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2014-07-03 MM 2015-03-02 CH recheck tags 2015-03-18 EK correct proof and update index2015-08-13 CH regularizing doc titles Margaret Sanger [11 Apr 1914] [WOMAN REBEL Case] msp422005 New York Evening Journal, [April 11, 1914] , p. 1 New York Evening Journal
  • Woman Rebel, The, suppression of
  • birth control, distribution of information
  • birth control laws and legislation, Postal Codes
  • women and girls, enslavement of
  • children, rights of
  • France, birth control in
  • United States, birth control in

    "I intend to continue making public my ideas through my paper if I have to go to jail for it." This was the defiant statement made today by Mrs. Margaret Sanger, of no. 34 Post avenue, editor and publisher of "The Woman Rebel," a monthly newspaper which the Federal authorities have just decided, is unmailable. Deputy Attorney-General Lamar has communicated the Washington decision to the New York post office. "No Gods; no masters," is the motto of "The Woman Rebel," which, Mrs. Sanger says, is published for "an advanced, thinking frankly speaking feminine clientele" "Inform the working people and you will place a great weapon in their hands," she declared today to an Evening Journal reporter. "It is a woman's duty to have an ideal and to speak and act in defiance of conventions." Over on the other side, I noticed the difference in the manner in which children are raised. In Scotland you see a woman with a flock of children at her heels crying for bread. In almost all of the cities, children are treated as dogs and not as individuals. In almost all of the cities, except those of France, children are treated as dogs and not as individuals. In France, where it is lawful to give out information on this character, everyone seems glad to have children, but not too many of them. Every encouragement is given to childbirth. "Over here we seem to have no consideration for children. We breed them wholesale, especially in the poorer sections of the city where children amount to no more than dogs in the street." "I believe that woman has been enslaved by the machinery of the world, by sex conventions, by motherhood, by wage slavery, by middle-class morality, by superstition and by custom. Too many children in a poor family mean starvation and children that are of no account." Mrs. Sanger belongs to the I.W.W. Emma Goldman is one of the contributors to her paper.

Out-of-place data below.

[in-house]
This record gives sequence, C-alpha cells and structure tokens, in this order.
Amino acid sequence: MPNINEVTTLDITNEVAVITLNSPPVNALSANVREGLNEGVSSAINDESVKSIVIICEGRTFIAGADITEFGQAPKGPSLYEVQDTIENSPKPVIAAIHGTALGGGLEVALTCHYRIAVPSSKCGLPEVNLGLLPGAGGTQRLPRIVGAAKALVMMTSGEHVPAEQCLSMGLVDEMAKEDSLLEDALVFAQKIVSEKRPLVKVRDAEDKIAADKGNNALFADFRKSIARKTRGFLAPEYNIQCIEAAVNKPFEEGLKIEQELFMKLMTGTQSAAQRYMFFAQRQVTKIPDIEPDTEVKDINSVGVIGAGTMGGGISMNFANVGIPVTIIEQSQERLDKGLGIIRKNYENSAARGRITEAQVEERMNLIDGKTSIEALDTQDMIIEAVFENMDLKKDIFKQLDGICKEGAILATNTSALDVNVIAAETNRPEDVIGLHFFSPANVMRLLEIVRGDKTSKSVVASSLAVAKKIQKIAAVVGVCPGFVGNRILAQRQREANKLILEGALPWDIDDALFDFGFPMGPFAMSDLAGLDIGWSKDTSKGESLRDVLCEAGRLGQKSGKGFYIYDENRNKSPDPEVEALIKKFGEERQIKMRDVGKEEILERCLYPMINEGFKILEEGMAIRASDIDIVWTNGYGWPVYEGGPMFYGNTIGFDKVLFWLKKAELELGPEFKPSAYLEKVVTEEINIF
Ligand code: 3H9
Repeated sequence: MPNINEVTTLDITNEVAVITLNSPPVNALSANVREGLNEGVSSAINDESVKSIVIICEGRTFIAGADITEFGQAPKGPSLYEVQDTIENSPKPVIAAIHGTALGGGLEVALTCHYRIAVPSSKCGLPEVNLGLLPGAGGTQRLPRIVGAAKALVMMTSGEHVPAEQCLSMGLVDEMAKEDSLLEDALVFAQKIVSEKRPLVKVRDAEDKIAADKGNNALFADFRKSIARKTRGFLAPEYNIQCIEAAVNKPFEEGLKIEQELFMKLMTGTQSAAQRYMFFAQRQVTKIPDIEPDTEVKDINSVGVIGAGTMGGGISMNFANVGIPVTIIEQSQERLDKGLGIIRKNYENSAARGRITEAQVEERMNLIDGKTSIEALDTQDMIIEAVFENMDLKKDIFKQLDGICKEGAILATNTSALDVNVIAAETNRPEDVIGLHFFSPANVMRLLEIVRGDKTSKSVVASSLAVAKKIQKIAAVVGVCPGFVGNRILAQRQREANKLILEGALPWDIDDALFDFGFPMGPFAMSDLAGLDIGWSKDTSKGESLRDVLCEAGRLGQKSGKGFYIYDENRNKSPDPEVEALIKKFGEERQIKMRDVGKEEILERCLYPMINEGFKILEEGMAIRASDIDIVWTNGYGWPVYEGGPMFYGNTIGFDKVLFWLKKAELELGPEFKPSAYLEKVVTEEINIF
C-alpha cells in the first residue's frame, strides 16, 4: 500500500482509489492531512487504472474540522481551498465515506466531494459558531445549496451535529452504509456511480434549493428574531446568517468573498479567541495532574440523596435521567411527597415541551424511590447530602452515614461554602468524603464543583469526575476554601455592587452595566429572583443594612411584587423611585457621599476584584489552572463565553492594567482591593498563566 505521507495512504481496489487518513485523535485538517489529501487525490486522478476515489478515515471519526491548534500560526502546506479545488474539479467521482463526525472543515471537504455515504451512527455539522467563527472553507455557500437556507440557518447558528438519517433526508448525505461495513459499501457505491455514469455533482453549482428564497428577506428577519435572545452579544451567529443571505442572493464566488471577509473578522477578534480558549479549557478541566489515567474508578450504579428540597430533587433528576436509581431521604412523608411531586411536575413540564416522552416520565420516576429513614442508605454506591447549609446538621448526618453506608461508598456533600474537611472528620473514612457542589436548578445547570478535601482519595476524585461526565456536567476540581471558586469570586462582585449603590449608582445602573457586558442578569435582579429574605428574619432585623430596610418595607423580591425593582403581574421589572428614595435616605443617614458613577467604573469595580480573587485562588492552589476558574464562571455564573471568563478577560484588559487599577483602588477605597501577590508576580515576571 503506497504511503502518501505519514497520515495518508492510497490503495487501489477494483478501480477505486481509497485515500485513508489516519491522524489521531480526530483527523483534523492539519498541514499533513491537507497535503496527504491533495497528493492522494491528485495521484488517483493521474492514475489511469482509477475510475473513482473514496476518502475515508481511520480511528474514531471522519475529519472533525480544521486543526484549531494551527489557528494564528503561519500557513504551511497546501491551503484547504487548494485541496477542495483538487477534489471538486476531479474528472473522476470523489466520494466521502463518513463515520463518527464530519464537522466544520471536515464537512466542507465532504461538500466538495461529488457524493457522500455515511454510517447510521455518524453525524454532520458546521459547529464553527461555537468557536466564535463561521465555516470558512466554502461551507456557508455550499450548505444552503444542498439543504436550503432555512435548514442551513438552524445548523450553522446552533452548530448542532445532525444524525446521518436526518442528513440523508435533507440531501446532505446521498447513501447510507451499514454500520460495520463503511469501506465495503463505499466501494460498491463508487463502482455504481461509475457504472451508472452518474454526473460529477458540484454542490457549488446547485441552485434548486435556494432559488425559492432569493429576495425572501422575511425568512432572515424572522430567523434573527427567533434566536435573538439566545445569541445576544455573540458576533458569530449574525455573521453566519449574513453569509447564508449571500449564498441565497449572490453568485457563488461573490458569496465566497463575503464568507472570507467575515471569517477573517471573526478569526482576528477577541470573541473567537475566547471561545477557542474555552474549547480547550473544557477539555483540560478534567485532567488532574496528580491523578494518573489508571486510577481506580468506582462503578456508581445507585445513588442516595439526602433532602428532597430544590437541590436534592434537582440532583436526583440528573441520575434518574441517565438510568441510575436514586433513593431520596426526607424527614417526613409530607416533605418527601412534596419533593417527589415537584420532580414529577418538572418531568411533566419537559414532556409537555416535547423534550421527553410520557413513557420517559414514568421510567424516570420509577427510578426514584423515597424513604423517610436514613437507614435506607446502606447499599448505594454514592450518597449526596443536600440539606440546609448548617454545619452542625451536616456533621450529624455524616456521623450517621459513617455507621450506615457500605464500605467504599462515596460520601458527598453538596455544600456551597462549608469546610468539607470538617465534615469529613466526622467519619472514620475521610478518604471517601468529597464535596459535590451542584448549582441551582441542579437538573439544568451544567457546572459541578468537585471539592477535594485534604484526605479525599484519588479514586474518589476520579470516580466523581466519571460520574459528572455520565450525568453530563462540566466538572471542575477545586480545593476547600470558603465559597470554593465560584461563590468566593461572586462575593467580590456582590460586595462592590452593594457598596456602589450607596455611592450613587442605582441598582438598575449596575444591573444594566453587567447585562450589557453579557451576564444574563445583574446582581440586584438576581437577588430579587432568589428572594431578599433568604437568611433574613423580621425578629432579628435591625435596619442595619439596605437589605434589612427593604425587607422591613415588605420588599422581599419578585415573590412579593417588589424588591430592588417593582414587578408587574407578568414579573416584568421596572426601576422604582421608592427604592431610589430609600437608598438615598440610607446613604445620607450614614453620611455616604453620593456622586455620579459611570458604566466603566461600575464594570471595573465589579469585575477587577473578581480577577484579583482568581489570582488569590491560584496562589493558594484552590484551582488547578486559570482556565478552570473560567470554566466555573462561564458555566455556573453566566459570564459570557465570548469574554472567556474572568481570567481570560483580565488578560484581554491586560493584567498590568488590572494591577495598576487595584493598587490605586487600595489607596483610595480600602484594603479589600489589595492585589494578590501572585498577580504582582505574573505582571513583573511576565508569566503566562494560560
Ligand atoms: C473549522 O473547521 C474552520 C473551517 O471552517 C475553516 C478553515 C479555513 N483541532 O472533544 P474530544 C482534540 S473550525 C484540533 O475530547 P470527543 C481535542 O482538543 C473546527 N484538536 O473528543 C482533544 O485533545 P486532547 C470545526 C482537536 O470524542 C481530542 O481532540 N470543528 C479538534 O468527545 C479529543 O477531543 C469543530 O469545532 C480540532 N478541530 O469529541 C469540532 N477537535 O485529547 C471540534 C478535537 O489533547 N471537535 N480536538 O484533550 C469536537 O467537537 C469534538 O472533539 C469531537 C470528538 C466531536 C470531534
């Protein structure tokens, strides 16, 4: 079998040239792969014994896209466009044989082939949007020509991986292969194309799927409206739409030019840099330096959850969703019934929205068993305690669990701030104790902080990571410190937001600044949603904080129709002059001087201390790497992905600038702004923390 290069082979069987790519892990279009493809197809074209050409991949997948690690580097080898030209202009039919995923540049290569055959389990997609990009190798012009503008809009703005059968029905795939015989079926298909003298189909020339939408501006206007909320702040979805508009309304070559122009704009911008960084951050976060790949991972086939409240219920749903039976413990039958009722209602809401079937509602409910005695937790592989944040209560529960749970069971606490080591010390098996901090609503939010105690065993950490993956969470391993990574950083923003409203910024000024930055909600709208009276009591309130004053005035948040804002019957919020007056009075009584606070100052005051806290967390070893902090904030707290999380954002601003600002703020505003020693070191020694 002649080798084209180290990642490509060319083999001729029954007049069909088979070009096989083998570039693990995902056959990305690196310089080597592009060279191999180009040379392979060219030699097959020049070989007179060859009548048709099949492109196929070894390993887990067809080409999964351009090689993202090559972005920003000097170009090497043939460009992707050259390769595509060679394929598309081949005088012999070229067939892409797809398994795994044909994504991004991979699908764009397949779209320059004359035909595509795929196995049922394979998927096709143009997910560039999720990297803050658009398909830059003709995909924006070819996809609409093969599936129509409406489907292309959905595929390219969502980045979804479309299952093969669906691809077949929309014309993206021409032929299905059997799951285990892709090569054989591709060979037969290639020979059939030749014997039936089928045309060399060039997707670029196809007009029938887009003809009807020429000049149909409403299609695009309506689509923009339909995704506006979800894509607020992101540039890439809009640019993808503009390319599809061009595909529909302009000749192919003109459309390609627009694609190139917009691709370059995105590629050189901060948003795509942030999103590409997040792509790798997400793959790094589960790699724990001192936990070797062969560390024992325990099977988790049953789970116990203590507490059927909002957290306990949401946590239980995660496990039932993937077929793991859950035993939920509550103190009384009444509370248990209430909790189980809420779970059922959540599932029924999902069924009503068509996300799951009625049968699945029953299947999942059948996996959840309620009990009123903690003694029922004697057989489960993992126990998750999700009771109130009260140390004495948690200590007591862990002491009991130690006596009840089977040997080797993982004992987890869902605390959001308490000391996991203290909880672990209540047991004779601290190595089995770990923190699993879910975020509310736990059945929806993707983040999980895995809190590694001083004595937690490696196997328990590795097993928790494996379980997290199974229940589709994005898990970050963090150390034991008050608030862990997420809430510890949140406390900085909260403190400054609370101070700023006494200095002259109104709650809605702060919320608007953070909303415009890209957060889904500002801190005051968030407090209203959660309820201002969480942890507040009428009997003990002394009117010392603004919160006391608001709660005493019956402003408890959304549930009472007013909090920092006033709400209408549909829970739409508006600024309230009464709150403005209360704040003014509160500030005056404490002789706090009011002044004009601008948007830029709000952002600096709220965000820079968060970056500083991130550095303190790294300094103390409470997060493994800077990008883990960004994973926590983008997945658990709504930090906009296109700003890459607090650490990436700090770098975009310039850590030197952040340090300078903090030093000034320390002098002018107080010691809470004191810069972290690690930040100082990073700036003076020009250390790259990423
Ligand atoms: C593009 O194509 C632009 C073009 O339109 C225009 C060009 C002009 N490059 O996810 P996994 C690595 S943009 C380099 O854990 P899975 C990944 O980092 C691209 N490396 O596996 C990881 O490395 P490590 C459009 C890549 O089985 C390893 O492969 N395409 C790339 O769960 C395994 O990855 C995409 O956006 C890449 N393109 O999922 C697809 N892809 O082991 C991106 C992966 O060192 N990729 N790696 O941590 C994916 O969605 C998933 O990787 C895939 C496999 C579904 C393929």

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    Copyright, Margaret Sanger Project